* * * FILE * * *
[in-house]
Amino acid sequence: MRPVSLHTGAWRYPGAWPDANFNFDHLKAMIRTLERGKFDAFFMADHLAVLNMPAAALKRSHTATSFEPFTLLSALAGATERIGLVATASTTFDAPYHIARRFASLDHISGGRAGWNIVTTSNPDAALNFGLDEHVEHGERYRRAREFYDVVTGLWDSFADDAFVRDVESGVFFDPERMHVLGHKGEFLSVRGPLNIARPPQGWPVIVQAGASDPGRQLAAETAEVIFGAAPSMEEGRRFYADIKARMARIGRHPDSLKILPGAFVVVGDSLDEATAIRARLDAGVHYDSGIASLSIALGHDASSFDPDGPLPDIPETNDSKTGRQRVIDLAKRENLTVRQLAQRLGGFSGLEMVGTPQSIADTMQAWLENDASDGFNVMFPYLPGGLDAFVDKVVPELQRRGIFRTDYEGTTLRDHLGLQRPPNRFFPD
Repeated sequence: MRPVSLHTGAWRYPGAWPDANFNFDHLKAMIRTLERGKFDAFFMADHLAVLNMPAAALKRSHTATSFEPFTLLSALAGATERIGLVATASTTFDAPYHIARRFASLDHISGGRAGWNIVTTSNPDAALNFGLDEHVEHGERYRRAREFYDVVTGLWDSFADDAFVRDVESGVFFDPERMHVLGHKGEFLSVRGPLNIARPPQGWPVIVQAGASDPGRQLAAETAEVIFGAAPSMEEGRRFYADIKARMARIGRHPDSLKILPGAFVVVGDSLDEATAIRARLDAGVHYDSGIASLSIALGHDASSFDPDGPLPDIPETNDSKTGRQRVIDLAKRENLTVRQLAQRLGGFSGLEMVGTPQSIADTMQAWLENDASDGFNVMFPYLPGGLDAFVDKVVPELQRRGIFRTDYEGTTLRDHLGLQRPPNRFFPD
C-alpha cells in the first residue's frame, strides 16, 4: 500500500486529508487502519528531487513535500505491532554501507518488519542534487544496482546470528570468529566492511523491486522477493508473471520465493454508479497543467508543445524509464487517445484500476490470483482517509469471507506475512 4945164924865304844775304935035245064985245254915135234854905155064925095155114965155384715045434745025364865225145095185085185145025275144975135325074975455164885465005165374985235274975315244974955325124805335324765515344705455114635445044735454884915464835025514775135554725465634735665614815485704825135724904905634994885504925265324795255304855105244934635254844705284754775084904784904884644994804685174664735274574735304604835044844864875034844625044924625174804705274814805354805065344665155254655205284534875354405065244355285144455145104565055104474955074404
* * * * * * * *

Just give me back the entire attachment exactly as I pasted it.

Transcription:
[in-house]
Amino acid sequence: MRPVSLHTGAWRYPGAWPDANFNFDHLKAMIRTLERGKFDAFFMADHLAVLNMPAAALKRSHTATSFEPFTLLSALAGATERIGLVATASTTFDAPYHIARRFASLDHISGGRAGWNIVTTSNPDAALNFGLDEHVEHGERYRRAREFYDVVTGLWDSFADDAFVRDVESGVFFDPERMHVLGHKGEFLSVRGPLNIARPPQGWPVIVQAGASDPGRQLAAETAEVIFGAAPSMEEGRRFYADIKARMARIGRHPDSLKILPGAFVVVGDSLDEATAIRARLDAGVHYDSGIASLSIALGHDASSFDPDGPLPDIPETNDSKTGRQRVIDLAKRENLTVRQLAQRLGGFSGLEMVGTPQSIADTMQAWLENDASDGFNVMFPYLPGGLDAFVDKVVPELQRRGIFRTDYEGTTLRDHLGLQRPPNRFFPD
Repeated sequence: MRPVSLHTGAWRYPGAWPDANFNFDHLKAMIRTLERGKFDAFFMADHLAVLNMPAAALKRSHTATSFEPFTLLSALAGATERIGLVATASTTFDAPYHIARRFASLDHISGGRAGWNIVTTSNPDAALNFGLDEHVEHGERYRRAREFYDVVTGLWDSFADDAFVRDVESGVFFDPERMHVLGHKGEFLSVRGPLNIARPPQGWPVIVQAGASDPGRQLAAETAEVIFGAAPSMEEGRRFYADIKARMARIGRHPDSLKILPGAFVVVGDSLDEATAIRARLDAGVHYDSGIASLSIALGHDASSFDPDGPLPDIPETNDSKTGRQRVIDLAKRENLTVRQLAQRLGGFSGLEMVGTPQSIADTMQAWLENDASDGFNVMFPYLPGGLDAFVDKVVPELQRRGIFRTDYEGTTLRDHLGLQRPPNRFFPD
C-alpha cells in the first residue's frame, strides 16, 4: 500500500486529508487502519528531487513535500505491532554501507518488519542534487544496482546470528570468529566492511523491486522477493508473471520465493454508479497543467508543445524509464487517445484500476490470483482517509469471507506475512 4945164924865304844775304935035245064985245254915135234854905155064925095155114965155384715045434745025364865225145095185085185145025275144975135325074975455164885465005165374985235274975315244974955325124805335324765515344705455114635445044735454884915464835025514775135554725465634735665614815485704825135724904905634994885504925265324795255304855105244934635254844705284754775084904784904884644994804685174664735274574735304604835044844864875034844625044924625174804705274814805354805065344665155254655205284534875354405065244355285144455145104565055104474955074404